Damon Grady and Amber Whittenberg want their first brick-and-mortar store in Maple Leaf to be a gathering place for locals to meet the Washington makers and growers behind their favorite groceries. At Local Yokels, which opened its doors in February, organic lemonade, goat milk soap and seasonings line the shelves and fill produce bins.
The business partners initially launched Local Yokels in 2017 as a grocery delivery service that sourced goods from Washington farmers left out of the mainstream market, such as those who are LGBTQ+, immigrants, people of color and women. Although supporting local small businesses isn’t a new concept, Grady and Whittenberg want to help customers deepen their connection to the state’s food pathways. In doing so, the business partners hope to work toward their ultimate goal of supporting a self-sustaining regional food system.
“What would happen if the supply chain stopped?” Grady said. “How we keep ourselves self-sufficient, and farms in the area strong, is part of our mission and how we stay prepared.”
The goal at Local Yokels isn’t to become Seattle’s most competitive natural market, but to be present in the conversation of improving food security statewide, Whittenberg said. One way they are working to improve food security, the business partners said, is by ensuring much of the market’s revenue remains circular, cycling to and from the pockets of the state’s farmers, food producers and artisans. In doing so, Grady and Whittenberg can offer their employees competitive wages and help small businesses by purchasing their products.
“When it comes down to it, the more money we spend within our community, the more money that stays within our community,” said Michaele Blakely, owner of Growing Things Farm in Carnation, which is part of Local Yokel’s growing network of Washington farms. “It just snowballs.”
Local Yokels also wants to give back to the community, using a closed-loop system to work toward zero waste, Whittenberg said. Since opening their doors, Whittenberg and Grady say they have maintained a carbon footprint 95% lower than a traditional grocery store by cutting waste, decreasing the use of plastic and using compostable packaging. They also learned during the pandemic that their delivery service could benefit the environment: Instead of people driving their cars to get groceries, Local Yokels delivered to them because it lowered customers’ risk of COVID exposure and was eco-friendly, reducing the number of people driving to shop.
Building community connections
Local Yokels, which is near Fifth Avenue Northeast and Northeast 85th Street, replaces neighborhood grocery store New Day Cooperative Distribution, which operated from May 2020 to last June. Transitioning into the space “would have taken years to be ready elsewhere” without the help of New Day owner Devra Gartenstein, Whittenberg said. In addition to helping her and Grady with the leasing process, Gartenstein also gifted them a walk-in freezer and refrigerator, which reduced Local Yokels’ expenses.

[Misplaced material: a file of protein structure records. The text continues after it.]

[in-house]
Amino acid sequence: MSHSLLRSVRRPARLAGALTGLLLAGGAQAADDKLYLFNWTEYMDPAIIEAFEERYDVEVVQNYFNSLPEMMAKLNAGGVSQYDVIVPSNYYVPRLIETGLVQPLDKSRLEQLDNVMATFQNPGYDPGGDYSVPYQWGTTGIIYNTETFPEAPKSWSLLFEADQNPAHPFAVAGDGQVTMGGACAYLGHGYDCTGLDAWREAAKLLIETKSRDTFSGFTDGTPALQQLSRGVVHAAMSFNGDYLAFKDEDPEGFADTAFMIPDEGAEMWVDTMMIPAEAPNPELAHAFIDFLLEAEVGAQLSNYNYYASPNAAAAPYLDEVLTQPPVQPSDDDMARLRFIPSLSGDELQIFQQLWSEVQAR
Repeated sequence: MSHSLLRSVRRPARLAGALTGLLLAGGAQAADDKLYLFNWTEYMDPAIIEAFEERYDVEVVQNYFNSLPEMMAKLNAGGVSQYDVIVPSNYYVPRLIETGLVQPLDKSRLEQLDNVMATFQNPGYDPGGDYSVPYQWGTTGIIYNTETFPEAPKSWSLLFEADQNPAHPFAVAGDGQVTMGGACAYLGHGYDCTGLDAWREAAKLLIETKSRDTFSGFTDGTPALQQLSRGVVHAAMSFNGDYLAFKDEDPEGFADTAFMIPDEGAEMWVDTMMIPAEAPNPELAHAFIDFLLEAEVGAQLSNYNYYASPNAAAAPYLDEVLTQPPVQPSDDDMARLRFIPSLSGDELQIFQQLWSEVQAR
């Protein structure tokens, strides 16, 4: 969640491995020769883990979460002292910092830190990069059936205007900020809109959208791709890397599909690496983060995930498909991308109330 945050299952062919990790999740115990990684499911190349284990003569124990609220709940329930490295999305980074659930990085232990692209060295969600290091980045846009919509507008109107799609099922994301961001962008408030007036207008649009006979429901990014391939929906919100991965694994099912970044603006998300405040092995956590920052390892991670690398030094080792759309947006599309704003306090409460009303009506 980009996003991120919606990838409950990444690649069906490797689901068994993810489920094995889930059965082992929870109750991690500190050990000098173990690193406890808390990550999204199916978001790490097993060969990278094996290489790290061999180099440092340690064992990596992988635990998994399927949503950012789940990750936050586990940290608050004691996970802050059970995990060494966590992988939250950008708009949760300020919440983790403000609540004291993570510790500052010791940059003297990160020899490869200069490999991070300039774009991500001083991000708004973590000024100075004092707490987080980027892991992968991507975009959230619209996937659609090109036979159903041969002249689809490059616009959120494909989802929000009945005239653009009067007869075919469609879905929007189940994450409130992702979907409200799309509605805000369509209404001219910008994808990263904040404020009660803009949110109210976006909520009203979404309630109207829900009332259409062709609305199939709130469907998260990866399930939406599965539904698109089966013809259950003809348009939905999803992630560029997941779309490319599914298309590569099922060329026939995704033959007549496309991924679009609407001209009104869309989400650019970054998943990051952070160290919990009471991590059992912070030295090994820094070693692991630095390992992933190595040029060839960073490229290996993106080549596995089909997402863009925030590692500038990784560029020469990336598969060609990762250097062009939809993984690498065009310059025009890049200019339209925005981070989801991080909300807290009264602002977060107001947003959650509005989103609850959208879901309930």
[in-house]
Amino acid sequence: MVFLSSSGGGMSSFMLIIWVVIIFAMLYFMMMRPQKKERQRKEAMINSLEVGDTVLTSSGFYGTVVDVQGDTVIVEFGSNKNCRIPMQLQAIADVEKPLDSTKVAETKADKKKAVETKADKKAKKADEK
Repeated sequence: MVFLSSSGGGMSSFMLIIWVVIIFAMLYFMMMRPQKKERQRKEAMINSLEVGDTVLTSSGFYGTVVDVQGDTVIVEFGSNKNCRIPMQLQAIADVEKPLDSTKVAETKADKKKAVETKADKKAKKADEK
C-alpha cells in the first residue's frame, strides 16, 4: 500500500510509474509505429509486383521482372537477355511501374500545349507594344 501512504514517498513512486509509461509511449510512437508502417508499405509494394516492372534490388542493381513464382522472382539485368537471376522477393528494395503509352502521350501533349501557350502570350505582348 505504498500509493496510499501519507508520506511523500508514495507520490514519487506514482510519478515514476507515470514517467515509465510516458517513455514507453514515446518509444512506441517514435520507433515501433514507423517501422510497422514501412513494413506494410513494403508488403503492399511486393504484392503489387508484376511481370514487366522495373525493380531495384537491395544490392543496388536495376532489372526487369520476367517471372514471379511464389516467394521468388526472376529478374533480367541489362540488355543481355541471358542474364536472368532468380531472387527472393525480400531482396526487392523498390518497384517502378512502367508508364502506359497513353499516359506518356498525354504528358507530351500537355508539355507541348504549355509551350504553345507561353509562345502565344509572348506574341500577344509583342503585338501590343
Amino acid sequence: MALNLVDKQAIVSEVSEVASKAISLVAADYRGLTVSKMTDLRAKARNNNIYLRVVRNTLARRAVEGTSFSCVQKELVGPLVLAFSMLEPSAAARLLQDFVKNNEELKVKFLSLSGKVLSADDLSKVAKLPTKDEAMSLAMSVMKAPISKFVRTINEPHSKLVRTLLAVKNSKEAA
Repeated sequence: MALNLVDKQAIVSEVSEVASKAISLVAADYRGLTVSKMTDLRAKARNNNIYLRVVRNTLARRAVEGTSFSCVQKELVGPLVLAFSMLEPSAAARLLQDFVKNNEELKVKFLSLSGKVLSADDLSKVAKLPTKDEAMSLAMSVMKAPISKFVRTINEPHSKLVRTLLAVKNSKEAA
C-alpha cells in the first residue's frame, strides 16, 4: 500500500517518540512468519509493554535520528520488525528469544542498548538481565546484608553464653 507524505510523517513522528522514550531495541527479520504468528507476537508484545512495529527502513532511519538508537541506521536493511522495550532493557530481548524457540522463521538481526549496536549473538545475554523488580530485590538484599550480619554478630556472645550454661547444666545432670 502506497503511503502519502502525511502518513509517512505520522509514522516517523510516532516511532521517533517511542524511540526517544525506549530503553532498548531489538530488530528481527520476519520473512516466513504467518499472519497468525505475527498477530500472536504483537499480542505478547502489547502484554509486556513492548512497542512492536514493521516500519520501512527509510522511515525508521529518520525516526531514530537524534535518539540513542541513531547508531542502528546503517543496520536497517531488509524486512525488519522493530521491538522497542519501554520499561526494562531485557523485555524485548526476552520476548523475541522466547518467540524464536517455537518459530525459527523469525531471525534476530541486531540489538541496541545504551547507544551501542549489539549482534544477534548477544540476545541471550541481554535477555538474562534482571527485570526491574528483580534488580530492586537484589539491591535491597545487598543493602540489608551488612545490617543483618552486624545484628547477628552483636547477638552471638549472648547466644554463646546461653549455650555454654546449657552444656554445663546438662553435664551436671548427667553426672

Today, the brick-and-mortar store offers customers a space to see the regional variety of what’s on the shelves and attend events like food producer showcases, local art sales and book club meetings. Grady and Whittenberg hope to build deeper connections with their customers so they can foster a community that supports local businesses and helps improve Washington food security.
As a queer woman, Whittenberg learned about economic barriers related to identity and class through personal experience, including seeing business owners of color around her struggle to succeed in her home city of Gig Harbor. These experiences led her to study art, business and sustainable agriculture, fueling her passion to invest in local communities.
As a Black business owner, Grady said he hopes Local Yokels’ success inspires others like him to join in supporting local businesses. Grady’s family has a rich history in the organic food movement: His father cofounded the natural grocer People’s Co-Op in 1978, which evolved into Central Co-op on Capitol Hill, and his aunt and uncle have owned and operated Bluebird Farm in Southern Oregon for over 35 years.
Outside of their industry expertise, the Local Yokels co-owners began building their business community in unexpected ways long before opening their Maple Leaf market.
Business owner Aliyah Davis, whose Black Magic Sweets macarons and cream puffs are sold at Local Yokels, met Grady when he still worked as an Uber driver. The two began talking business while he drove Davis to her weekend pop-up shop. From there, it was history.
“Reaching customers from their delivery service is one thing, but when you have a brick-and-mortar store, you are able to create a community where you are at,” Davis said. “I am excited to see the community they build there.”
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